Kenyan Roulette

Kathy Randall: Lela Station, Maseno Division, Kenya
Meals, served at a Kenyan table, are generally brought in heat keeping thermos like bowls. You never know what is in the three to seven bowls until the prayers are given and dinner is open. Generally the ugali will be out, served on a plate like a huge cake of twice thick grits, but sometimes even that is hidden. It is like a treasure hunt, seeing what is on the table.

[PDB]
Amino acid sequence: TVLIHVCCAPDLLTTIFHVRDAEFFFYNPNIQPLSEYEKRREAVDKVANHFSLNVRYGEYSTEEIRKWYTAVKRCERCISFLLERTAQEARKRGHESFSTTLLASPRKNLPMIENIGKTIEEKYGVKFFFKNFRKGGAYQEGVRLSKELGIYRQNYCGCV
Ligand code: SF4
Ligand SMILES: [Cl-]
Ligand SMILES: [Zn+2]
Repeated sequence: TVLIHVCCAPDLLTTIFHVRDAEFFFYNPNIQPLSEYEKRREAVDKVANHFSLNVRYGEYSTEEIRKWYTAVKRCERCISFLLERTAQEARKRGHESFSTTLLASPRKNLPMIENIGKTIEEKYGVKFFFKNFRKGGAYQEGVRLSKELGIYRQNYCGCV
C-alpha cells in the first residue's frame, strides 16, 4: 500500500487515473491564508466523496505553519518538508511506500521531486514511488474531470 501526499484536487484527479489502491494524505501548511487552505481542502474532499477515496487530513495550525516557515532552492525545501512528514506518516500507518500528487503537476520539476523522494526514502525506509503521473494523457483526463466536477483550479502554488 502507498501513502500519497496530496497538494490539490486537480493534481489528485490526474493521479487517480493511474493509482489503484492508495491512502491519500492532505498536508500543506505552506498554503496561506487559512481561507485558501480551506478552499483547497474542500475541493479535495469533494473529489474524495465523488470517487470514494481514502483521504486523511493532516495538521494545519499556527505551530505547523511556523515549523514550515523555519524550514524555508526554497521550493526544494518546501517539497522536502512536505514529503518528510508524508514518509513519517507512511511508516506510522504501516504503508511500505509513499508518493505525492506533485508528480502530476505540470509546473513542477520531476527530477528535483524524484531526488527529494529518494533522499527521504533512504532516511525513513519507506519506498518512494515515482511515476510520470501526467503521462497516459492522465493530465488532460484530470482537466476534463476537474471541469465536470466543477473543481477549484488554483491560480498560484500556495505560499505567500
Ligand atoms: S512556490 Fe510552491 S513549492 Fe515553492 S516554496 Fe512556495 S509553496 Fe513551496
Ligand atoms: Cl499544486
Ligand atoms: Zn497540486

There is, however, an element of danger in each meal served. It could be that what is under one of those innocent lids is something that you don’t want to eat. A rare occasion for me, but it still occurs. And then there is the fact that the hidden things, the things that you can never see with the naked eye might be hiding in any of these dishes, or even on the serving utensils, or in the ubiquitous cups of chai. In my time here, I am now in my second round of losing at Kenyan Roulette. I don’t know what it is this time, all I know is that I hurt and feel weak. Again, I’m glad it is me, and not my teammates. I’ve been sick in this country before, so I should be used to it, but I’m not very good at being sick, I’m a horrible patient. So. We’ll see. Pray that maybe I won’t lose at the next round.


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